Thanks to Ruth for this encouraging interview. She is a bounty of advice. If you’re an aspiring freelance writer and would like to learn more, check out Ruth’s nifty guide: Get Paid to Write! Getting Started as a Freelance Writer.

Five Minutes with The Editor: Claire Jones

Friday, March 5th, 2010

In an ongoing series for Writer’s Residence, editors talk to us about what they look for in pitches and queries.

skitched-20100225-144151.jpgClaire Jones, Editor of the popular women’s history magazine, HerStoria, spent several years as a freelance writer and edited an academic magazine prior to launching HerStoria. She has written widely on women’s history and her book, Femininity, Mathematics and Science, 1880-1914, has just been published by Palgrave Macmillan.

Claire has a PhD in women’s history and is an associate lecturer at the University of Liverpool. She is currently working on a biography of the nineteenth-century scientist and suffragette Hertha Ayrton.

Claire took some time from her busy schedule to speak to us about what she looks for in pitches to HerStoria magazine.

What process do you follow between receiving a pitch and commissioning (or not commissioning) an article?

I consider if the article will fit in with the profile of HerStoria Magazine, which is women’s history. After that, the key thing is the writer’s qualifications for a commission. Our articles have to be authoritative from an academic/research point of view so I look especially at the CV. Most of our contributors are university historians/researchers, or published history authors. I have sometimes commissioned freelancers who have an interest and higher degree in a history-related subject and a good research track record. Thirdly, of course, writers have to have an engaging, accessible style, so I look closely at any examples of their work.

What makes a pitch easy to deal with?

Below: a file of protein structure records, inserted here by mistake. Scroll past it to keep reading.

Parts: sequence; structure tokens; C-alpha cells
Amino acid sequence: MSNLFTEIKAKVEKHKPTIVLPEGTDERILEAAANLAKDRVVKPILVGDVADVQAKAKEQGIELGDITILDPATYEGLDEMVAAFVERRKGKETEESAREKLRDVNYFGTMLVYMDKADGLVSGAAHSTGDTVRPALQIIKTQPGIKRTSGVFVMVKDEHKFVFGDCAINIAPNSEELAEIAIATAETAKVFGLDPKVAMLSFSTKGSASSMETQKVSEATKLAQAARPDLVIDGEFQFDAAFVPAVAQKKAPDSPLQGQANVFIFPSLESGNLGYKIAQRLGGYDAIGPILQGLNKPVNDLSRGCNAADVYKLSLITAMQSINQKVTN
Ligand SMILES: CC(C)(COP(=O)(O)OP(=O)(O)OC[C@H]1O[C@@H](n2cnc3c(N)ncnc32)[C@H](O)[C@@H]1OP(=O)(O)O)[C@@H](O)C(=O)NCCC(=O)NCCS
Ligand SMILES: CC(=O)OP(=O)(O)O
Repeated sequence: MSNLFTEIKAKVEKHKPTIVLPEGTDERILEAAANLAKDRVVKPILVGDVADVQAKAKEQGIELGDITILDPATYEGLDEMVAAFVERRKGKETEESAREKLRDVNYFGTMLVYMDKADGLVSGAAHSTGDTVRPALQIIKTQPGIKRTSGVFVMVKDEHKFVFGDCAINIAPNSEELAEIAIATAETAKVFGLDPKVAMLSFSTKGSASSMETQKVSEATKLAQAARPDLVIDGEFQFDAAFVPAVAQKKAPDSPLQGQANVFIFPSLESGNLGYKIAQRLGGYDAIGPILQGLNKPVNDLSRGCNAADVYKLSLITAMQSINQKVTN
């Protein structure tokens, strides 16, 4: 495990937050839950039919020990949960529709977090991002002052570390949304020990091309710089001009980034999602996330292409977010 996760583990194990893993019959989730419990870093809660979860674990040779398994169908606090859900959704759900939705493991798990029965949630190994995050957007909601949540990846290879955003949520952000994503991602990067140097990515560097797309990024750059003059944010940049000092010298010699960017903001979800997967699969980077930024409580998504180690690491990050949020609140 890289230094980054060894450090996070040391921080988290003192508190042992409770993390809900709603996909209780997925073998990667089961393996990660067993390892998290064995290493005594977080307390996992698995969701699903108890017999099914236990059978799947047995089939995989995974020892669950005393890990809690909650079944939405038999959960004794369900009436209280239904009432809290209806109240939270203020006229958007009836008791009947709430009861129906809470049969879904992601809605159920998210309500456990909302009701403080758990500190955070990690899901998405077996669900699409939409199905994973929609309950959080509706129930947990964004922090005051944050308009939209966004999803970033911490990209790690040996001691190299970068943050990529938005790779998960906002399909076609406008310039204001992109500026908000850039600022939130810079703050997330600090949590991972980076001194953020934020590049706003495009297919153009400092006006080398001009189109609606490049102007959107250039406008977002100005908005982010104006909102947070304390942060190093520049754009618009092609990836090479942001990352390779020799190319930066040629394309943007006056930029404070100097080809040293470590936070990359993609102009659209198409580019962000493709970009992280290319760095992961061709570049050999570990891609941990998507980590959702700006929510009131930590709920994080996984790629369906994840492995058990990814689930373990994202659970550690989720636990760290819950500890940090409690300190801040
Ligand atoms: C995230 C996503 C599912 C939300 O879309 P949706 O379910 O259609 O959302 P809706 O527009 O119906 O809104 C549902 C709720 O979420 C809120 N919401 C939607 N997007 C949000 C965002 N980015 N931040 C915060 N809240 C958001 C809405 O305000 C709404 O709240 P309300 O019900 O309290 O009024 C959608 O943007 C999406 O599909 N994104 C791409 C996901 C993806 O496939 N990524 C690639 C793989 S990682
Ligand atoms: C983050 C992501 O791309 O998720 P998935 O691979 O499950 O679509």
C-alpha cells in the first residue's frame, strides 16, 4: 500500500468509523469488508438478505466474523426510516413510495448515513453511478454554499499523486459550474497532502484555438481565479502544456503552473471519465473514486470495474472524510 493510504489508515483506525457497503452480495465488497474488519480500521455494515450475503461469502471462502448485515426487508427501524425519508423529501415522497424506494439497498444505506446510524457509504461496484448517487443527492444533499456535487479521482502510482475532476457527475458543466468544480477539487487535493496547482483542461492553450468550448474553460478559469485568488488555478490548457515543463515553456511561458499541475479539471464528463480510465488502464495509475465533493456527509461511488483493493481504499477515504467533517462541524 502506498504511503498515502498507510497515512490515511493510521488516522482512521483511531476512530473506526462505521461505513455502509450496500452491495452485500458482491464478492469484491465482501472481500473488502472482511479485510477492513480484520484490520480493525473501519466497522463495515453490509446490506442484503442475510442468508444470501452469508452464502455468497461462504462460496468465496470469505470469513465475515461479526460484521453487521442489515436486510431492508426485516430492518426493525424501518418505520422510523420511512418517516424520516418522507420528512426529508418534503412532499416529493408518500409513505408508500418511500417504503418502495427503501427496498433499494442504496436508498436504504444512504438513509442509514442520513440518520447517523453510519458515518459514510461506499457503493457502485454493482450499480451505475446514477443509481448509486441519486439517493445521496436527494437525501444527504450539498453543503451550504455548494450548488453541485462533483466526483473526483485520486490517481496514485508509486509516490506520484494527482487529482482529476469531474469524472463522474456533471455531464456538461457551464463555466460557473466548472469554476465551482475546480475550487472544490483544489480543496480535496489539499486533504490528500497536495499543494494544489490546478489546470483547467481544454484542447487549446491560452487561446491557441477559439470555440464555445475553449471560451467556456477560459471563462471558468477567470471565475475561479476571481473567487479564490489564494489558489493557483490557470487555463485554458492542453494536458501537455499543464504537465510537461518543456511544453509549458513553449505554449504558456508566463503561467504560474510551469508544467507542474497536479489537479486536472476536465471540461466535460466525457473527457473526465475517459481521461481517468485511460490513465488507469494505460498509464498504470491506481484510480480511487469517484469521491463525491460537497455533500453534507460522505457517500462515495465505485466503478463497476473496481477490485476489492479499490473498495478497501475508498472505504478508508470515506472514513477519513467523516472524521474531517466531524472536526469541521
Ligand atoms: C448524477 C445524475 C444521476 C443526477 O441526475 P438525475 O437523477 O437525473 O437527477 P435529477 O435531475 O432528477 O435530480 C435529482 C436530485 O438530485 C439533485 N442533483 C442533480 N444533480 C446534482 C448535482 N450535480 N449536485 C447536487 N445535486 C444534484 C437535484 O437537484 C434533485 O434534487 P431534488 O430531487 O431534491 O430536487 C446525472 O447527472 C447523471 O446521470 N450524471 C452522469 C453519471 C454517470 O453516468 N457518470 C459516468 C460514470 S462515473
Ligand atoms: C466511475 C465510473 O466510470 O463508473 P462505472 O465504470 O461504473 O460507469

It is much easier (and more likely to be commissioned) if writers have read HerStoria and have a clear idea of the type of articles we feature. I find many writers don’t tailor their pitch to the publication they are approaching – I get a lot of ‘family history’ pieces and that is not what HerStoria is about at all.

How do you like to receive writing samples and how should they be displayed – as an attachment, text in the email, a link to their website, a jpeg scan of a clipping, something else?

Attachment, link to website or jpeg are all fine.

If a writer sends you a link to their website with their pitch, do you visit it? How much does this weigh on your decision to commission them for an article?

Yes, I always visit as this allows me to get a better feel for the writer’s style, and to see if they he or she has covered historical subjects before.

What qualities do the best pitches share? What about the worst pitches?

The best pitches are direct and to the point, they tell me straight away why the pitcher is qualified to write for HerStoria, they contain a small abstract (no more than 200 words) of the proposed article, including the historical sources used, and they include a sample of the writer’s work.

Many thanks to Claire Jones for her wonderful interview. Don’t forget to visit her magazine, HerStoria, which has just released its Spring edition.